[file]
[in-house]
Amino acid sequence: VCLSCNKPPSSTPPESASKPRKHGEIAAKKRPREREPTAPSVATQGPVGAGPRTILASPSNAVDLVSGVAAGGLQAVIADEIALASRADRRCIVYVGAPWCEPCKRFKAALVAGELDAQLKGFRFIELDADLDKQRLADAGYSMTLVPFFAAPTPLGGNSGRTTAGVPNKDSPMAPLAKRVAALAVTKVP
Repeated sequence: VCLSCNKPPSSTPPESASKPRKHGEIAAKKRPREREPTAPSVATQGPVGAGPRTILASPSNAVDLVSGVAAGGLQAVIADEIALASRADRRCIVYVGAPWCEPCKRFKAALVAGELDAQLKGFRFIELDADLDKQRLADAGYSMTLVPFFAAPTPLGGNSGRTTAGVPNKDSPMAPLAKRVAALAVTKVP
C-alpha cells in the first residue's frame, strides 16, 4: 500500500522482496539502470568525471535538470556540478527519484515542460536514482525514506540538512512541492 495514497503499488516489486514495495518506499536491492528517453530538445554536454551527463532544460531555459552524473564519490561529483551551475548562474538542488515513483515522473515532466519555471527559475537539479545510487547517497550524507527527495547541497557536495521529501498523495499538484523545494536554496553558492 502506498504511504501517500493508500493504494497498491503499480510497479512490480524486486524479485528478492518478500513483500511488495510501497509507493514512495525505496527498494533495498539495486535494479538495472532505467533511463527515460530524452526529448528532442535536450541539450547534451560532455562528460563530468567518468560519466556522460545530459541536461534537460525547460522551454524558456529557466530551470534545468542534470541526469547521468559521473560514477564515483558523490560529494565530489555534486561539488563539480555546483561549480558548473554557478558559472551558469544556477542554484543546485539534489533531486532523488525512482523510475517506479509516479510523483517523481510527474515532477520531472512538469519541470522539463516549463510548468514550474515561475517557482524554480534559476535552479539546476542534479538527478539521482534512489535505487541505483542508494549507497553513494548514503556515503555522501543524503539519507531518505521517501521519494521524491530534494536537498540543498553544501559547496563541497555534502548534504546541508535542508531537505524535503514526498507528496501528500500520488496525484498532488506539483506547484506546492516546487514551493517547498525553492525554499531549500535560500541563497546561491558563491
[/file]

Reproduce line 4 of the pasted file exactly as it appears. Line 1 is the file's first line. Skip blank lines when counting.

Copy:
C-alpha cells in the first residue's frame, strides 16, 4: 500500500522482496539502470568525471535538470556540478527519484515542460536514482525514506540538512512541492 495514497503499488516489486514495495518506499536491492528517453530538445554536454551527463532544460531555459552524473564519490561529483551551475548562474538542488515513483515522473515532466519555471527559475537539479545510487547517497550524507527527495547541497557536495521529501498523495499538484523545494536554496553558492 502506498504511504501517500493508500493504494497498491503499480510497479512490480524486486524479485528478492518478500513483500511488495510501497509507493514512495525505496527498494533495498539495486535494479538495472532505467533511463527515460530524452526529448528532442535536450541539450547534451560532455562528460563530468567518468560519466556522460545530459541536461534537460525547460522551454524558456529557466530551470534545468542534470541526469547521468559521473560514477564515483558523490560529494565530489555534486561539488563539480555546483561549480558548473554557478558559472551558469544556477542554484543546485539534489533531486532523488525512482523510475517506479509516479510523483517523481510527474515532477520531472512538469519541470522539463516549463510548468514550474515561475517557482524554480534559476535552479539546476542534479538527478539521482534512489535505487541505483542508494549507497553513494548514503556515503555522501543524503539519507531518505521517501521519494521524491530534494536537498540543498553544501559547496563541497555534502548534504546541508535542508531537505524535503514526498507528496501528500500520488496525484498532488506539483506547484506546492516546487514551493517547498525553492525554499531549500535560500541563497546561491558563491